In our last article, we talked about the difficulties of meeting recommended guidelines for essential nutrients. “Even if you follow a healthy diet, a busy lifestyle can make it difficult to obtain the recommended amounts of vitamins and minerals from food alone,” says Elizabeth Somer, a leading registered dietitian and author of several books, including “The Essential Guide to Vitamins and Minerals.”
So, how else can we get the nutrition we need? One easy way to maintain good nutrition is to enhance your diet with supplements. The problem for many is that the frequency of new studies combined with the staggering number of supplements available makes it increasingly confusing to know what is right.
To help you put nutrition news in context, Somer is debunking a few of the common misconceptions about dietary supplements:
Misconception 1: It’s realistic to obtain all essential nutrients from food.
Even experienced nutritionists have a hard time designing diets that provide all the essential nutrients for one day, while busy Americans often struggle to follow highly regimented diets. That’s not to say it’s impossible, but the best approach is to focus on eating nutrient-rich foods as much as possible, such as dark leafy greens (good source of lutein for eye health), colorful fruits, whole grains, healthy proteins, and fats (such as salmon, which is a great source of omega-3 fatty acids DHA and EPA). Then fill the nutritional gaps with a daily moderate-dose, broad-range multivitamin. Another supplement I recommend is either a fish oil or a vegetarian source of DHA from algae, because DHA and EPA benefit eye, heart, and brain health,” says Somer.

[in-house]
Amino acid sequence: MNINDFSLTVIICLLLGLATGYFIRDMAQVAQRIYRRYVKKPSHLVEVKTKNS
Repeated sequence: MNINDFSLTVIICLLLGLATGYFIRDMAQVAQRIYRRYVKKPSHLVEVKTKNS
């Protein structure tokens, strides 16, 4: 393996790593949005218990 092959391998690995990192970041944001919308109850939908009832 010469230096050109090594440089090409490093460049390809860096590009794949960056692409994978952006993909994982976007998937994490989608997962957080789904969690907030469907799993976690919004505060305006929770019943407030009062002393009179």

Misconception 2: Multivitamins have no health benefits.
Although recent studies report that vitamin and mineral supplements do not lower one’s risk of heart disease or cancer, these supplements are still proven to be beneficial to one’s health. “If a study found that people who drank water had no lower risk for dementia, would you stop drinking water?,” asks Somer. Of course not, because water, like essential vitamins and minerals, is crucial to health and there is no controversy over its importance for human nutrition.
Misconception 3: Multivitamins are a waste of money.
Multivitamins are a relatively inexpensive tool to achieve proper nutrition. “No reputable health expert will argue that supplements can or should replace a good diet and a healthy lifestyle,” says Somer. However, multivitamins and nutritional supplements are one factor in a pattern of living that is known to maintain overall well-being. Think of multivitamins as an insurance policy for optimal nutrition they are meant to supplement, not replace, a healthy diet.
Do you use dietary supplements to reach your health goals?
For more nutrition information, visit http://www.vitaminsinmotion.com.